“That was what we were taught – the lower classes smell. And here, obviously, you are at an impassable barrier. For no feeling of like or dislike is quite so fundamental as a physical feeling. Race-hatred, religious hatred, differences of education, of temperament, of intellect, even differences of moral code, can be got over; but physical repulsion can-not. You can have an affection for a murderer or a sodomite, but you cannot have an affection for a man whose breath stinks – habitually stinks, I mean. However well you may wish him, however much you may admire his mind and character, if his breath stinks he is horrible and in your heart of hearts you will hate him.” (Orwell, 1937, 115-116)

However,

“… the odor of the other is not so much a real scent as a feeling of dislike; transposed into the olfactory domain… smell provides a potent symbolic means for creating and enforcing class and ethnic boundaries.” (Classen, Howes & Synnott, 1994, 169) “…the foulest odors were often those that were imagined…. In the irrational work of racist politics, foreigners would always stink and possess the potential to contaminate.” (Reinarz, 2014, 111)

The Ultimate Stink Bomb?

Skunk is a malodorant (smell-based non-lethal weapon) used for crowd control developed by the Israeli Defense Forces. It is exported around the world to military and police. From the BBC News: “Imagine the worst, most foul thing you have ever smelled. An overpowering mix of rotting meat, old socks that haven’t been washed for weeks – topped off with the pungent waft of an open sewer … imagine not being able to get rid of the stench for at least three days, no matter how often you try to scrub yourself clean.” (Davies, 2008).

However Skunk was ineffective in controlling crowds when used in India, people were able to tolerate the smell (Ahuja, 2017). Similarly, while developing their own stink bomb the US Army was not able to find a universal bad smell across cultures (Dilks et al. 1999, in Herz, 2004, 7). Smells are highly subjective.

The Potential of Smell

My DIY stink bombs are adapted from a recipe found on the website Wikihow. These are crowd-sourced instructions produced by many anonymous contributors with no clear origin and ongoing in development.

From onions, garlic, cabbage, hair and matches, the smell of the stink bombs flourishes with the power of the sun, concentrated through a magnifying glass. With time the point of intense light builds up in temperature until it ignites a flame. Depending on conditions, it could take up to 9 hours to start a fire.

This process of setting fire takes persistence and time. A subtle, gentle action to produce a change. Much like a lot of organizing work that goes on over time in many communities. “Smells… are threatening because they easily subvert the regulation of emotions and behavior supposedly necessary to societal organization.” (Drobnick, 2002, 35)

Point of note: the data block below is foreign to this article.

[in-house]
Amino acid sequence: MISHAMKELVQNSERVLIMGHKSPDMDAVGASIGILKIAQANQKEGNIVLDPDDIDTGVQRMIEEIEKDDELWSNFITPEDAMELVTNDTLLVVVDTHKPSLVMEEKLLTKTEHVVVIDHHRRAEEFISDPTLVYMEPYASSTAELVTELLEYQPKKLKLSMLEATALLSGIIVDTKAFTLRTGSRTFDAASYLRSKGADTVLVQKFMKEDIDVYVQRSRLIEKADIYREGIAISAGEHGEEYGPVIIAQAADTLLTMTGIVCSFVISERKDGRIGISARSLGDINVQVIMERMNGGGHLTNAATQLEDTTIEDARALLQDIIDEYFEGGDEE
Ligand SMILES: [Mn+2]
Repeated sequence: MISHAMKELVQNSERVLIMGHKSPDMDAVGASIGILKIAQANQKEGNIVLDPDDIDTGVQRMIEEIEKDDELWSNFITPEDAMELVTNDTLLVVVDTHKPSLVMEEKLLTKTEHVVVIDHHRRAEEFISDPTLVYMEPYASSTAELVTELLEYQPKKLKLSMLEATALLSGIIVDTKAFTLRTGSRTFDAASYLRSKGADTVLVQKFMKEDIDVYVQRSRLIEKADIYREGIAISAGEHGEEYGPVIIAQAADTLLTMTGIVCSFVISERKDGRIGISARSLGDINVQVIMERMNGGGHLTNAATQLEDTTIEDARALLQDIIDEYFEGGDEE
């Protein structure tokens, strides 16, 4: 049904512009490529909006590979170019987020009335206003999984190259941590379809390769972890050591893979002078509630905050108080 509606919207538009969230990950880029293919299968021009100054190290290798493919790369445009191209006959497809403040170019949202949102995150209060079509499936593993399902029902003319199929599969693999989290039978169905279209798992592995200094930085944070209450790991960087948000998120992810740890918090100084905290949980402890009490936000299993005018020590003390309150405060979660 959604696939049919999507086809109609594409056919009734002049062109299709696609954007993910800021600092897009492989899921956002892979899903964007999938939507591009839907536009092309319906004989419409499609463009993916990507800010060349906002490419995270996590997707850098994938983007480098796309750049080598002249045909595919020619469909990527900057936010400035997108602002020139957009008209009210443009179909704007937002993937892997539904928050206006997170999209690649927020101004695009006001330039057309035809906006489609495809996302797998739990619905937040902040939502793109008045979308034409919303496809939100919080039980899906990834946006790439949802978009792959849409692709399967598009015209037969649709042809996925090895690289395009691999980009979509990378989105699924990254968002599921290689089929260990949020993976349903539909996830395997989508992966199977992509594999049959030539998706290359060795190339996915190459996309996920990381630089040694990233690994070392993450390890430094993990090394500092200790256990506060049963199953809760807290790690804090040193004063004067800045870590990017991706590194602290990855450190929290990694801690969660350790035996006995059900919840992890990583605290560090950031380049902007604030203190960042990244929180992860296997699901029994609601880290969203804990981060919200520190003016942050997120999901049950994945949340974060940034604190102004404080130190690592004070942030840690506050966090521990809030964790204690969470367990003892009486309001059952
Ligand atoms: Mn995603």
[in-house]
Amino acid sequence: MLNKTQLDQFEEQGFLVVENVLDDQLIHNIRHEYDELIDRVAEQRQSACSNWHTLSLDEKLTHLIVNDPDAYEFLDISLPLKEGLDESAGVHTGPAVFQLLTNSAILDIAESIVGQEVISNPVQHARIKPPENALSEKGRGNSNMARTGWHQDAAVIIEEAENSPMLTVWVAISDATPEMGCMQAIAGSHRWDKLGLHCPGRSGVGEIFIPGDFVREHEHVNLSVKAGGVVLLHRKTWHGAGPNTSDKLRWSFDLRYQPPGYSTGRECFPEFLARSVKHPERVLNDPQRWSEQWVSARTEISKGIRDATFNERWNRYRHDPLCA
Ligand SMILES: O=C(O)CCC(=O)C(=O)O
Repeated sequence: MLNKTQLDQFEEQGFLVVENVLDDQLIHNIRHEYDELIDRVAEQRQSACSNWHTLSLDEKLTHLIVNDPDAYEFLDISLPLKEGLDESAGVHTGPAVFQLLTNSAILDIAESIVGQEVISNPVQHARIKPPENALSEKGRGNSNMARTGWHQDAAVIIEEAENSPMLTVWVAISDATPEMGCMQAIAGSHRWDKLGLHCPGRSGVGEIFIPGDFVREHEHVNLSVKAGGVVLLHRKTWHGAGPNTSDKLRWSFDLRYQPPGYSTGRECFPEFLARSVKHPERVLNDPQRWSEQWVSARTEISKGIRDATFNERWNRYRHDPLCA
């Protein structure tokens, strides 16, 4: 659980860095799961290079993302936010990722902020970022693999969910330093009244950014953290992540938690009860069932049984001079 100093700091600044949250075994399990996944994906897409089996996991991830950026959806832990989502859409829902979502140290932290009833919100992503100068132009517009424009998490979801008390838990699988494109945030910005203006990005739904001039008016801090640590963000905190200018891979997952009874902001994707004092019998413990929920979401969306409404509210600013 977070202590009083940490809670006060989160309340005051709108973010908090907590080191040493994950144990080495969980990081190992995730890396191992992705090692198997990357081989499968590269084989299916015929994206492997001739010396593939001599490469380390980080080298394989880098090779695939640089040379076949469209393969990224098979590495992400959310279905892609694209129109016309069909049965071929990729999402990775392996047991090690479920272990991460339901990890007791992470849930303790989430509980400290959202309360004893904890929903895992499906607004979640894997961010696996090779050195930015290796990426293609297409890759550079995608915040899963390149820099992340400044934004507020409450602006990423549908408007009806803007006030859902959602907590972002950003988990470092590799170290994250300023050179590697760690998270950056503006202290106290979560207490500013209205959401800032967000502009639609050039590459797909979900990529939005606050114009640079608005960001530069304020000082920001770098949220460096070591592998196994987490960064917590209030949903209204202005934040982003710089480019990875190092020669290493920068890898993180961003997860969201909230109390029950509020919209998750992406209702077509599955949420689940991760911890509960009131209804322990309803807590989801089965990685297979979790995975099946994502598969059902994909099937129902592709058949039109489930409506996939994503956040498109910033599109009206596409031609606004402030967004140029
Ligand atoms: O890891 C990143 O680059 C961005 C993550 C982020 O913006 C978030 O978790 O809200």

Who can take up space?

“So, yes, orientations matter. Those who are “out of place” have to secure a place that is not already given.” (Ahmed, 2010, 254) “Step 7: Unleash. Either open or break the jar in the area you want to stink and watch as people rapidly clear away from the obnoxious, haunting, suffocating stench.” (Wikihow)

For the Berlin Art Prize program of events nominee Alanna Lynch gave a workshop on how to make stink bombs. These are small do-it-yourself stink bombs in glass bottles made from household materials: sulfur-based vegetables and hair.

 

References:
Ahmed
, Sara. 2010. Orientations matter. In Coole, Diana H. & Frost, Samantha (Eds.), New Materialisms:Ontology, Agency, and Politics. Duke University Press. 234-258.
Ahuja, Rajesh. 2017. Smelly bomb planned to douse protests doesn’t raise a stink. Hindustantimes. July 27. www.hindustantimes.com
Classen, Constance, Howes, David & Synnott, Anthony. 1994. Aroma: The Cultural History of Smell. London: Routledge.
Davies, Wyre. 2008. New Israeli weapon kicks up stink. BBC News, October 2. http://news.bbc.co.uk
Drobnick, Jim. 2000. Inhaling Passions: Art, Sex and Scent. Sexuality and Culture, 4(3): 37-56.
Drobnick, Jim. 2002. Toposmia: Art, Scent, and Interrogations of Spatiality. Angelaki Journal of the Theoretical Humanities, 7(1): 31-47.
Grosz, Elizabeth. 1993. Volatile Bodies: Toward a Corporeal Feminism, Bloomington: Indiana Univ. Press
Herz, Rachel. 2004. I Know What I Like: Understanding Odor Preferences. Sense of Smell Institute.
Orwell, George. 1937. The Road to Wigan Pier. libcom.org
Reinarz, Jonathan. 2014. Past Scents: Historical Perspectives on Smell. Chicago: University of Illinois Press.
wikihow. n.d. . How to Make a Stink Bomb. https://www.wikihow.com/Make-a-Stink-Bomb